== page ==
Orion Opens Season with World Premiere by Jackson Berkey

July 16, 2015

A world premiere by Jackson Berkey opens the 23rd season of The Orion Ensemble, winner of the prestigious Chamber Music America/ASCAP Award for Adventurous Programming. “French and German Tapestries” features guest violist Stephen Boe, a highly respected Chicago chamber musician, on a program that also includes works by Mozart and Fauré. Performances take place at First Baptist Church of Geneva September 20; the Music Institute of Chicago’s Nichols Concert Hall in Evanston October 4; and the PianoForte Studios in downtown Chicago October 7.

The program
Jackson Berkey has composed more than 400 titles encompassing choral, solo vocal and instrumental, chamber ensemble, band and orchestral works, as well as concerti and works for chorus and orchestra. Nationally known as a pianist and recording artist, he has performed as featured keyboardist with Mannheim Steamroller for nearly 40 years. Berkey’s “Homage to Percy Bysshe Shelley,” for violin, viola, cello, piano and clarinet, is a brief, expressive musical poem written for Orion.

Three works by Mozart appear on this program. Divertimento in E-flat Major for String Trio, K. 563 illustrates Mozart’s love of composing and performing ensemble music (he was reputed to have been an expert string player and enjoyed the viola). Unlike string quartets and quintets, string trios provide only one instrument in each range; thus the sheer creativity and technique necessary to produce a full, rich tapestry, and at the same time have each instrument display its own particular beauty, is immense—a task Mozart was more than equipped to handle.

Fantasy in C Minor for Piano, K. 396 is an example of a form that has been an invaluable tool for composer-pianists to combine their imaginative compositional visions with their skill and prowess as keyboard artists. Mozart not only innately understood the touch sensitivity of this new instrument (the fortepiano in his time), he created upon it some of his most emotionally stirring works.

Trio (Kegelstatt) in E-flat Major for Clarinet, Viola and Piano, K. 498 has a nickname that refers to Mozart’s boast of having composed several works while playing skittles, a form of bowling (Kegelstatt refers to a place where people played skittles). Though considered traditional today, Mozart was viewed during his time as “cutting edge,” experimenting with newer forms as well as new instruments, such as the piano and clarinet. Combining these instruments with the more traditional viola in this work allowed him to explore tonal combinations that are charming, haunting and expressive.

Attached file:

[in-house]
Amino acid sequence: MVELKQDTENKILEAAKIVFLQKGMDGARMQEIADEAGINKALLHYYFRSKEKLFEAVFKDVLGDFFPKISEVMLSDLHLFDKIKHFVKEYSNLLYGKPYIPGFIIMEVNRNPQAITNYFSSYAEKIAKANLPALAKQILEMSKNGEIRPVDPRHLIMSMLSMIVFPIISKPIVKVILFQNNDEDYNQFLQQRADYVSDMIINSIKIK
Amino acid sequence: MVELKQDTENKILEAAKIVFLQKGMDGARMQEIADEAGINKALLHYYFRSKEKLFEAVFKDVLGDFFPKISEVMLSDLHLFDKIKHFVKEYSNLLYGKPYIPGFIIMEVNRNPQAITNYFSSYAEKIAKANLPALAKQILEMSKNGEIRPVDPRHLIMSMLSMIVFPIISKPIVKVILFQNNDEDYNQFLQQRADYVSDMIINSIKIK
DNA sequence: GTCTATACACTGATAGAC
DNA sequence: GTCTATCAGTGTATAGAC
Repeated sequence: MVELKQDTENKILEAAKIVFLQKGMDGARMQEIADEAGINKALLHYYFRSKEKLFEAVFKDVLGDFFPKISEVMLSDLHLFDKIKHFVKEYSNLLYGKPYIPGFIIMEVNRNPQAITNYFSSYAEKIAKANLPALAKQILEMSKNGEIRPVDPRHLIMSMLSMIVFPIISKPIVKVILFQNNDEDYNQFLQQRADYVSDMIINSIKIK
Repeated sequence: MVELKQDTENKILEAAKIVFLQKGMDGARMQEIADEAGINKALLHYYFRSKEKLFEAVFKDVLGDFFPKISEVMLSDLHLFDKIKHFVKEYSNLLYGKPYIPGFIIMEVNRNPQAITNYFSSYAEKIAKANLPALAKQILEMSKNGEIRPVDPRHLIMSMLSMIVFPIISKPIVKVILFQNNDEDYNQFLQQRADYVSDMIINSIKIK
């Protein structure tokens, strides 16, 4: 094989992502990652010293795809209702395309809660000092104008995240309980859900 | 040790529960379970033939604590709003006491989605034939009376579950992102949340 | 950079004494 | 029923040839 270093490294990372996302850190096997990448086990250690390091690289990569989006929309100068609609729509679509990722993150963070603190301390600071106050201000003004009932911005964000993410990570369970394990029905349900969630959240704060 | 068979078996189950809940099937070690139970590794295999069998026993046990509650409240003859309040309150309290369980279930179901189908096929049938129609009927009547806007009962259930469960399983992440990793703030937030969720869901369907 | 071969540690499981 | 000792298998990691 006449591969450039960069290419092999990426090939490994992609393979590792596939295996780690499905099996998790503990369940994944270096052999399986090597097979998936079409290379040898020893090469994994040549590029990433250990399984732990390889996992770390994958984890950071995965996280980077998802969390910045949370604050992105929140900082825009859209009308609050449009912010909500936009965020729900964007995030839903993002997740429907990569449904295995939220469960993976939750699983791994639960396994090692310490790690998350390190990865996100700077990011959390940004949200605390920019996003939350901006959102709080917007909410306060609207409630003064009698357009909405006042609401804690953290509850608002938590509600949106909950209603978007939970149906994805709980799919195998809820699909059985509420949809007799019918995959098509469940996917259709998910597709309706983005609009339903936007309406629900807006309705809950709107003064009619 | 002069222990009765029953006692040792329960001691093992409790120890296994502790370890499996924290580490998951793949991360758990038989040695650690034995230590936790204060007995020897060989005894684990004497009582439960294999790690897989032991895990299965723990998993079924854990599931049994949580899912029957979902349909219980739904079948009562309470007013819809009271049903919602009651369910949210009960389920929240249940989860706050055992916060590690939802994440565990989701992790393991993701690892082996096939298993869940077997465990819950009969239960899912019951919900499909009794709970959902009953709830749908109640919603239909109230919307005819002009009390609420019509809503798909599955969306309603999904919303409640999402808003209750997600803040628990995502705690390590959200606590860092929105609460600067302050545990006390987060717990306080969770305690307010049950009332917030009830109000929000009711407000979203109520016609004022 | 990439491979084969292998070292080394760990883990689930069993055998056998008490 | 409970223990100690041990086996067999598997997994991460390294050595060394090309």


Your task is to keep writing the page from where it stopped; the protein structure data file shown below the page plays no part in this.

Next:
Gabriel Fauré’s Quartet in C Minor for Violin, Viola, Cello and Piano No. 1, Op. 15 is actually a string trio with piano, in which the strings can become a microcosmic orchestra against the coloristic shadings of solo piano. The piece opens with a sonata-allegro movement with a yearning theme and rhythmic outbursts; the energetic second movement is a scherzo, with a slower third movement providing the work’s emotional core; the piece concludes with a triumphant fast-paced finale.

Orion’s 2015–16 season
Orion’s 2015­-16 season, Fantasies and Enchantments, continues with “Harp Fantasy” in November and December, featuring the Orion debut of guest harp virtuoso Ben Melsky and works by Ibert, Saint-Saëns, Vaughan Williams, Ireland and Bridge; “American Landscape” in March, with music by Berkey, Sowash and Dvorák; and “Musical Enchantments” in May and June, with guest violinist Mathias Tacke and guest violist Stephen Boe performing works by Dvorák, Beach and Brahms. Also during the season, Orion hosts a fall benefit October 3 at 12 noon at Dunham Woods Riding Club in Wayne, Illinois and appears on the broadcast series “Live from WFMT” October 5, 2015 and March 28, 2016 at 8 p.m.

The Orion Ensemble
Founded in 1992, The Orion Ensemble, winner of the prestigious Chamber Music America/ASCAP Award for Adventurous Programming for its critically acclaimed millennium celebration “An Inside Look at Contemporary Music,” features a roster of four superb musicians—Kathryne Pirtle (clarinet), Florentina Ramniceanu (violin), Diana Schmück (piano) and Judy Stone (cello)—who have performed throughout North America, Europe and Asia, as an ensemble and individually in solo, orchestral and other chamber music roles. The Chicago Tribune called Orion “one of Chicago’s most vibrant, versatile and distinctive ensembles,” and the Chicago Sun-Times said Orion is “what chamber music should be all about: Individual virtuosity melded into a group personality.” The Orion Ensemble is supported in part by grants from the Gaylord and Dorothy Donnelley Foundation, the Illinois Arts Council and generous donations from its patrons. For a brief history, click here.

Performance and ticket information
The Orion Ensemble’s concert program “French and German Tapestries” takes place Sunday, September 20 at 7 p.m. at First Baptist Church of Geneva, 2300 South Street in Geneva; Sunday, October 4 at 7:30 p.m. at Music Institute of Chicago’s Nichols Concert Hall, 1490 Chicago Avenue in Evanston; and Wednesday, October 7 at 7:30 p.m. at the Pianforte Studios, 1335 S. Michigan Avenue in Chicago. Single tickets are $26, $23 for seniors and $10 for students; admission is free for children 12 and younger. A four-ticket flexible subscription provides a 10 percent savings on full-priced tickets. For tickets or more information, call 630-628-9591 or visit orionensemble.org.


The Orion Ensemble is supported in part by grants from the Gaylord and Dorothy Donnelley Foundation,
the John R. Halligan Charitable Fund, the Farny R. Wurlitzer Foundation Fund,
and generous donations from our dedicated patrons.
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